It confirmed, however, that U.S. forces had dropped MK 77 firebombs -- which a documentary on Italian state-run broadcaster RAI compared to napalm -- against military
targets in Iraq in March and April 2003.

The documentary showed images of bodies recovered after a November 2004 offensive by U.S. troops on the town of Falluja, which it said proved the use of white phosphorus against men, women and children who were burnt to the bone.

"I do know that white phosphorus was used," said Jeff Englehart in the RAI documentary, which identified him as a former soldier in the U.S. 1st Infantry Division in Iraq.

"Burnt bodies. Burnt children and burnt women," said Englehart, who RAI said had taken part in the Falluja offensive. "White phosphorus kills indiscriminately."

The U.S. Marines in Baghdad described white phosphorus as a "conventional munition" used primarily for smoke screens and target marking. It denied using it against civilians.

"Suggestions that U.S. forces targeted civilians with these weapons are simply wrong," U.S. Marine Major Tim Keefe said in an e-mail to Reuters. "Had the producers of the documentary bothered to ask us for comment, we would have certainly told them that the premise of the programme was erroneous."

He said U.S. forces do not use any chemical weapons in Iraq.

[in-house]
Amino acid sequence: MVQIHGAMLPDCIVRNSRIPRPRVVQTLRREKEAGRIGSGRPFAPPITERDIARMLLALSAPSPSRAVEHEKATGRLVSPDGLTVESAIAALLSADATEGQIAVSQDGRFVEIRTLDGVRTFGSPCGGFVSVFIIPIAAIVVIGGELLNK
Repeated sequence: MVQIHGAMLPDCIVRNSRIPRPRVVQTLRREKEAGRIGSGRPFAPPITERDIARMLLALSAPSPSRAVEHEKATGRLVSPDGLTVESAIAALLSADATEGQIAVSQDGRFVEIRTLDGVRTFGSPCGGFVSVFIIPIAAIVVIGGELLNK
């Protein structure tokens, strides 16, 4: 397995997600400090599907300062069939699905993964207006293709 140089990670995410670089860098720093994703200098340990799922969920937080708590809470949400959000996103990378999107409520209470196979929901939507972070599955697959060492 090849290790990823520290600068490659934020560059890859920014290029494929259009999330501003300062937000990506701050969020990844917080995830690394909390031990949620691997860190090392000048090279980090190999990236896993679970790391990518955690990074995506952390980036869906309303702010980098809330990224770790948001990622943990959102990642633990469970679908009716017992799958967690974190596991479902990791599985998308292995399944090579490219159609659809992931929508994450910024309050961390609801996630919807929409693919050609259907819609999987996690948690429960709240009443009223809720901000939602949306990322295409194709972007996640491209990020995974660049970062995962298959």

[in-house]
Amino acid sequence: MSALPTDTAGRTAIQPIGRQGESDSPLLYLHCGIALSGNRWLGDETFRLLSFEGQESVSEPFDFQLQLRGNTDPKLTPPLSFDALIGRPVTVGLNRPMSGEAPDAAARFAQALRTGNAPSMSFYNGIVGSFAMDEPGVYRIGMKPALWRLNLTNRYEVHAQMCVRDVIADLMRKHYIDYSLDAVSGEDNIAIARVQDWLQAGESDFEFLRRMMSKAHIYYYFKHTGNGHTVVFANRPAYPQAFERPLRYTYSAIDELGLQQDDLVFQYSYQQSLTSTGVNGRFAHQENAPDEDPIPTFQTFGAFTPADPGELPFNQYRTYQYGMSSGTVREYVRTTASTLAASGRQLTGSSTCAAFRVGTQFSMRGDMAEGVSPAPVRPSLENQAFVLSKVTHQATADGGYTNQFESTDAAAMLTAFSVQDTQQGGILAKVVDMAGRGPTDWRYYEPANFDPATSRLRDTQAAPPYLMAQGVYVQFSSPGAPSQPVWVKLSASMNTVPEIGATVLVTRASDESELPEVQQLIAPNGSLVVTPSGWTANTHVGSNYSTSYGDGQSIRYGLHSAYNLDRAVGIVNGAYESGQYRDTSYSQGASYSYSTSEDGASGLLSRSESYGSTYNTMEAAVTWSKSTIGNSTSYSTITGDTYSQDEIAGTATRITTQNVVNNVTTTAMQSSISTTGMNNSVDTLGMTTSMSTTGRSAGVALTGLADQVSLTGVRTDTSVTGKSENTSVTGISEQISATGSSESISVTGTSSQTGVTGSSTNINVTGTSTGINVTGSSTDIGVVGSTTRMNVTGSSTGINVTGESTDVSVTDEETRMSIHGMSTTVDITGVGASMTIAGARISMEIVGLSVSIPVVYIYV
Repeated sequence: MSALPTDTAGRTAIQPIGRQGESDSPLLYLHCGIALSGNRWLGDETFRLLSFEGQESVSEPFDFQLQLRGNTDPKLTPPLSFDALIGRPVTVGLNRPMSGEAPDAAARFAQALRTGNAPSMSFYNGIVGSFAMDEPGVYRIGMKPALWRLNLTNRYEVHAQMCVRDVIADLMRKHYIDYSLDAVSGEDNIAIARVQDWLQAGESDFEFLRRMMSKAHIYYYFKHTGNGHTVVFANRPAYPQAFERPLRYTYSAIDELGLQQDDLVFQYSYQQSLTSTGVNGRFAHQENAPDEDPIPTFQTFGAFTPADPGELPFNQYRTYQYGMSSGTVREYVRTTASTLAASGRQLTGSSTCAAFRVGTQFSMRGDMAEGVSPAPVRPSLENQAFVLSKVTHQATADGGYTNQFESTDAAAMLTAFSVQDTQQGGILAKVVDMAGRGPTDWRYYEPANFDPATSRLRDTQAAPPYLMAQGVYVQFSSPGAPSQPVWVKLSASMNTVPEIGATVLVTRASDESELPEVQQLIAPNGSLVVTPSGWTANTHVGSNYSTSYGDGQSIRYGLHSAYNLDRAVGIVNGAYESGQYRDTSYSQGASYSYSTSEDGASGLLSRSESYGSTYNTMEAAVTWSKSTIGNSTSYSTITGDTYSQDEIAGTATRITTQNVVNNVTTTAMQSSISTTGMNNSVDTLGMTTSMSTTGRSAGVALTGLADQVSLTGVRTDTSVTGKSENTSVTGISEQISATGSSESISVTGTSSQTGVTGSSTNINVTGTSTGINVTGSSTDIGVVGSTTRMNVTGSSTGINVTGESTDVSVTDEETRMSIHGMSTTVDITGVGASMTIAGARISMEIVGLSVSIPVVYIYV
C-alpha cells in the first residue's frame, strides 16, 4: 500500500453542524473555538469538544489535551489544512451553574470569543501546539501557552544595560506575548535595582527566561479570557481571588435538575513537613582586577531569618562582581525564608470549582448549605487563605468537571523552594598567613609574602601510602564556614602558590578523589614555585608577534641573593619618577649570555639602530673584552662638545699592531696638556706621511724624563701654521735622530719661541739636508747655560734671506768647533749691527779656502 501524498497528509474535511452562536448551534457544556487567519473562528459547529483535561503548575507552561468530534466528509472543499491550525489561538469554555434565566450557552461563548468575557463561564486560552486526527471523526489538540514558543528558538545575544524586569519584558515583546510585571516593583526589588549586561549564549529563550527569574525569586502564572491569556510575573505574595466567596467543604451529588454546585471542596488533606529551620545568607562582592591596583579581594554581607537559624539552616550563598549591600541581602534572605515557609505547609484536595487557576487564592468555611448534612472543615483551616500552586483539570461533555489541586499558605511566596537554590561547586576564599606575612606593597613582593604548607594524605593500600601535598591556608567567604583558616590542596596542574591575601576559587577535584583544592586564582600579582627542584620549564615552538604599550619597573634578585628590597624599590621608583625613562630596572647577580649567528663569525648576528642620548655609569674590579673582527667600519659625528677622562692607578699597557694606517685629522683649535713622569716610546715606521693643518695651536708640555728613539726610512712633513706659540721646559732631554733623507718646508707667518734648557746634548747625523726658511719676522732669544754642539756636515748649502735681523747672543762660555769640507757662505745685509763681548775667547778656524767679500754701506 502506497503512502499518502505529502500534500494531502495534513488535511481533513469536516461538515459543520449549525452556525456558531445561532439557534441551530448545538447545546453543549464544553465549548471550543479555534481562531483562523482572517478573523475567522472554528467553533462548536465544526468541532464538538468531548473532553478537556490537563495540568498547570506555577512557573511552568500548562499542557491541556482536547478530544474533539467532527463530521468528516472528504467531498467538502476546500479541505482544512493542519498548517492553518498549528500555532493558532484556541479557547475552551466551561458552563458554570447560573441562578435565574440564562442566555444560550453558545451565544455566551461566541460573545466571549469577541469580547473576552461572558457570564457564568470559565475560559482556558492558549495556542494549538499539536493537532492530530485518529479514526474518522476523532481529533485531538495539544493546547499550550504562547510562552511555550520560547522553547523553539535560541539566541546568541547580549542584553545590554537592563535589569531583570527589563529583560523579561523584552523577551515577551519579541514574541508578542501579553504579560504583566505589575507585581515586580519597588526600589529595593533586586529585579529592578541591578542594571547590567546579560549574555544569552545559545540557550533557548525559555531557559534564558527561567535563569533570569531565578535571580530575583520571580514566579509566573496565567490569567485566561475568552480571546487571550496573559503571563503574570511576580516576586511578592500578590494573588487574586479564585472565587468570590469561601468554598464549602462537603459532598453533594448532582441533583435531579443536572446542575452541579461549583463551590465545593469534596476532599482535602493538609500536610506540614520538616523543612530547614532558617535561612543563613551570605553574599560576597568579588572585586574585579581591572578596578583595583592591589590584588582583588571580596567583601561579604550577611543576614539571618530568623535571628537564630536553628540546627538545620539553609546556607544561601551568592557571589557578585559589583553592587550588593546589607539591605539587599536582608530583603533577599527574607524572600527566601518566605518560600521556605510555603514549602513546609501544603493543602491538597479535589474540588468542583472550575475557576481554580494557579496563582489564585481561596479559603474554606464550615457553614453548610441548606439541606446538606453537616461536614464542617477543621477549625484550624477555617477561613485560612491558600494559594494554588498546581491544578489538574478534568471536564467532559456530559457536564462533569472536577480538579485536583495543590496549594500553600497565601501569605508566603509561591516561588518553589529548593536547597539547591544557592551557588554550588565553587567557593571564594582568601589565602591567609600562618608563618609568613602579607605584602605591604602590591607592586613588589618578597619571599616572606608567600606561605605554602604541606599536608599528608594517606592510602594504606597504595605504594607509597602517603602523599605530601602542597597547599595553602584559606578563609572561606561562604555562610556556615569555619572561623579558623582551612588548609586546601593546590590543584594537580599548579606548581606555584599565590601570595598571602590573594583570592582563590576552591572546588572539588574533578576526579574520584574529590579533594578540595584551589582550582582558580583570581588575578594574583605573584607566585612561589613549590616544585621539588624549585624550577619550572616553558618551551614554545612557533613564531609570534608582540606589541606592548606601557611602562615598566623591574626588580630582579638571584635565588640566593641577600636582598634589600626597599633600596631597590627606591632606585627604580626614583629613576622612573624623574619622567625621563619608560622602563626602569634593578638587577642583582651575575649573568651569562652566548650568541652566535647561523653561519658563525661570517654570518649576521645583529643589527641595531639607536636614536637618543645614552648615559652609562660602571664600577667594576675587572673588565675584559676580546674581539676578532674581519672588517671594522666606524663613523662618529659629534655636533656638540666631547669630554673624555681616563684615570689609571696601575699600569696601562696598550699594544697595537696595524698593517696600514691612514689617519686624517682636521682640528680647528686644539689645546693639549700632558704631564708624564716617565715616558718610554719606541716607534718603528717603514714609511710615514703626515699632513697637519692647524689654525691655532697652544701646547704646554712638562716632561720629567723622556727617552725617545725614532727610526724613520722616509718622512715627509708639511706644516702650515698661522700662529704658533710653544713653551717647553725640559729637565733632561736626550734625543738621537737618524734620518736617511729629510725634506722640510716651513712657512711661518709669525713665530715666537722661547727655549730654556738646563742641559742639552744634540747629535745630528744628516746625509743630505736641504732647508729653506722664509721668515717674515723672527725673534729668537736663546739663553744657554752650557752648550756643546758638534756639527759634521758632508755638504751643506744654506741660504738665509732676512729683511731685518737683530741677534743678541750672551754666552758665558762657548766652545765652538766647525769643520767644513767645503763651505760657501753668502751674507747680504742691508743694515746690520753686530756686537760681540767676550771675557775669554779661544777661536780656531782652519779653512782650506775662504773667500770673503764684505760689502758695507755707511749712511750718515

A U.S. military spokesman in Baghdad said earlier on Tuesday he did not recall white phosphorus being used in Falluja.

An incendiary device, white phosphorus is also used to light up combat areas. The use of incendiary weapons against civilians has been banned by the Geneva Convention since 1980.

The United States did not sign the relevant protocol to the convention, a U.N. official in New York said.

The Falluja offensive aimed to crush followers of al Qaeda's Iraq leader, Abu Musab al-Zarqawi, said to have linked up with local insurgents in the Sunni Arab city west of Baghdad.

Some Western newspapers reported at the time that white phosphorus had been used during the offensive.

In the documentary called "Falluja: The Hidden Massacre", RAI also said U.S. forces used the Mark 77 firebomb.

It cited a letter it said came from British Armed Forces Minister Adam Ingram, saying 30 MK 77 weapons were used on military targets in Iraq between March 31 and April 2, 2003.